MURTOA Mechanics Hall secretary Andrew Clark is hopeful the hall can return to hosting events early in the new year.
It follows the state government committing $100,000 to the hall's upgrade as part of the "Home is where the Hall is" program.
Mr Clark said the hall's committee would pay for essential repair and development works with the money.
"We want to reclad the north wall, replace the lights in the main hall, we've got some repair work that needs to be done to the roof and resurface the carpark out the back," he said.
"They're invisible mostly: Unless you know what you're getting, you're not going to see the upgrades.
"Coming after the installation of the new curtains and the air cooler and piano last year, this is a real boost for our Hall. The program... provides some long overdue support for Murtoa's Hall."
Mr Clark said the 300-capacity hall survived on grants and admissions for the shows it attracted. He said the entertainment they chose was either by or for locals.
"We have concerts, plays and the local football club does cabarets," he said. "This year we have had to cancel a deb ball scheduled for May and concerts in June. The Spooky Men's Chorale has now been postponed until next year."
"It won't surprise me if the shire give us a couple of thousand to put on entertainment after the restrictions lift."
"It's the biggest space in the district. This was built in about 1928, and they played a big part in community life in the early days because they were a central meeting place, and where visiting politicians held town halls.
Mr Clark said works will be overseen by Yarriambiack Shire Council, and hoped these would begin within three months.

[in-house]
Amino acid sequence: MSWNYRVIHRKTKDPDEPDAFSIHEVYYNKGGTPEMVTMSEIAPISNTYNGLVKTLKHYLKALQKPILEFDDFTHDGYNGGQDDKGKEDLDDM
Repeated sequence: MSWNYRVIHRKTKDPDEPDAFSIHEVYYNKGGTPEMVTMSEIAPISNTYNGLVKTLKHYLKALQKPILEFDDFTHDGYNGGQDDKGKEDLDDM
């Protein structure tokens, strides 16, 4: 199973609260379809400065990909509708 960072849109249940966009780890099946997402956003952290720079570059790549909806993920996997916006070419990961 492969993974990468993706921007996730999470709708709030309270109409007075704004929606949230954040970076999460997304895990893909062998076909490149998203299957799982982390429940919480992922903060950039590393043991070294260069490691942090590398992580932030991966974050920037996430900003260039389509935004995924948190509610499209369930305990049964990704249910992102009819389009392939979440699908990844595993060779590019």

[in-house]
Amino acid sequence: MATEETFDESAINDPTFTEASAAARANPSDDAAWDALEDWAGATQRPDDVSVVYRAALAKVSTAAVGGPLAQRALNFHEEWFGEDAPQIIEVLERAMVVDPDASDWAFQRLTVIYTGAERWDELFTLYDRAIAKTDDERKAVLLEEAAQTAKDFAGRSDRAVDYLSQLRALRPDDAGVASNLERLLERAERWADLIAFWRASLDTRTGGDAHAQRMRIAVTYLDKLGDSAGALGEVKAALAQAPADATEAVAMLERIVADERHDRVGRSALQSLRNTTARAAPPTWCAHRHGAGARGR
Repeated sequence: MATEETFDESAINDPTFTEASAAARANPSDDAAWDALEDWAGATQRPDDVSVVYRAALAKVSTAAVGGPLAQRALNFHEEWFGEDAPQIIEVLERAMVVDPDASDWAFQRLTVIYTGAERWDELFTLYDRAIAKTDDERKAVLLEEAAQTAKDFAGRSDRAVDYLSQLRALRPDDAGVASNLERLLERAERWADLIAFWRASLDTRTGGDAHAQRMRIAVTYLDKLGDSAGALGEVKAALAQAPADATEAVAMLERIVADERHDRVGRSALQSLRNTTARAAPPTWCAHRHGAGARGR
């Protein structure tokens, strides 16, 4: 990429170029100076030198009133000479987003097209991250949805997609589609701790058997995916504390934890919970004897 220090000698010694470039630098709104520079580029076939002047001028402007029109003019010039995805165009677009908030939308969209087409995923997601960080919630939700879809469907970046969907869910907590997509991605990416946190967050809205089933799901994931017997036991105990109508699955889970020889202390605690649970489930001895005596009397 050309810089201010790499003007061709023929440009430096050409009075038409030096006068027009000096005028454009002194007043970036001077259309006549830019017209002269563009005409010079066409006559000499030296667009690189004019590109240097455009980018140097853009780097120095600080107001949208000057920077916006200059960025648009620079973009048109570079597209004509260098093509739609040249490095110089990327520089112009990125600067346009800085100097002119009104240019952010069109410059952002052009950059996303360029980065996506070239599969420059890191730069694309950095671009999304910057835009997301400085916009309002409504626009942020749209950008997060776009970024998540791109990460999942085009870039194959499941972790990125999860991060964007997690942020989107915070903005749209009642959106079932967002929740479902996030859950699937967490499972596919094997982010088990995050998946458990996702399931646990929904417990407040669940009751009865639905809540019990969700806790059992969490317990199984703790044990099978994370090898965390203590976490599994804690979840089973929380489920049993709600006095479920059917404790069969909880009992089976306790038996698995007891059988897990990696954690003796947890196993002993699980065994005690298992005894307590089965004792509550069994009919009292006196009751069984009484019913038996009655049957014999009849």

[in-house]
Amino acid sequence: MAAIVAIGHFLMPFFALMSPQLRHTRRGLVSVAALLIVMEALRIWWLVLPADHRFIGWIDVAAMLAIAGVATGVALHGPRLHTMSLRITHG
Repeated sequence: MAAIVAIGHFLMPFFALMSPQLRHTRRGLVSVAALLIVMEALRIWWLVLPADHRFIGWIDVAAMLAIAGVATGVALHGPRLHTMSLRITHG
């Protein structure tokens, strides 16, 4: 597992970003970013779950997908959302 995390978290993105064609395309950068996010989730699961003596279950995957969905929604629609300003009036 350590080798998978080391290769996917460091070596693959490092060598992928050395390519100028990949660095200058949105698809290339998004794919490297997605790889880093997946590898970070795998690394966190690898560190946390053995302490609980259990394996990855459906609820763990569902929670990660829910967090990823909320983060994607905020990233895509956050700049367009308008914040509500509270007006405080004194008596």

He said the meeting facilities were still open to community groups during the COVID-19 pandemic.
Grain train back again
Murtoa will also be the home of three new train carriages by the end of the week, as the committee of the town's landmark Stick Shed seek to augment their tourist offering.
Committee secretary David Grigg said the first of three GY Wagons, the type of which were previously used to transport grain to and from the Stick Shed, would be delivered on Thursday.
"We've put a railway line along the inside of our boundary, and we will put the three carriages on there with an explanation on how they were used," he said.
"We are trying to give people ore of an idea of how the shed operated. We have found not only is the shed iconic, but so many people want to know how it operated."
Mr Grigg thanked former Murtoa resident Richard Parker for his help securing the carriages from the Seymour Railway Heritage Centre.
In a statement, the Stick Shed Committee said the GY was probably the best-known and most common wagon class on the Victorian Railways network.
"When not hauling wheat they could often be seen carrying all sorts of loads including containers, farm equipment and superphosphate," they said.
"A quite common sight was to see long rakes of GY's, up to 73 wagons, hauling the wheat harvest across the Wimmera plains.
"They were used to haul grain from concrete silos as far way as Kaniva, Yaapeet and Patchewollock where it was off-loaded into the Stick Shed for storage and then, were used again to transport the grain to ports at Geelong and Portland for export."
Mr Grigg said after the pandemic forced it to close in March, the shed reopened to tourists on June 22.
"Since then we've covered our expenses with admission fees," he said.
"A lot have come from Geelong and Echuca. It was disappointing when it closed down.
"In the 12 months to that day in March, we'd had 11,000 visitors and made more than $61,000 after wages."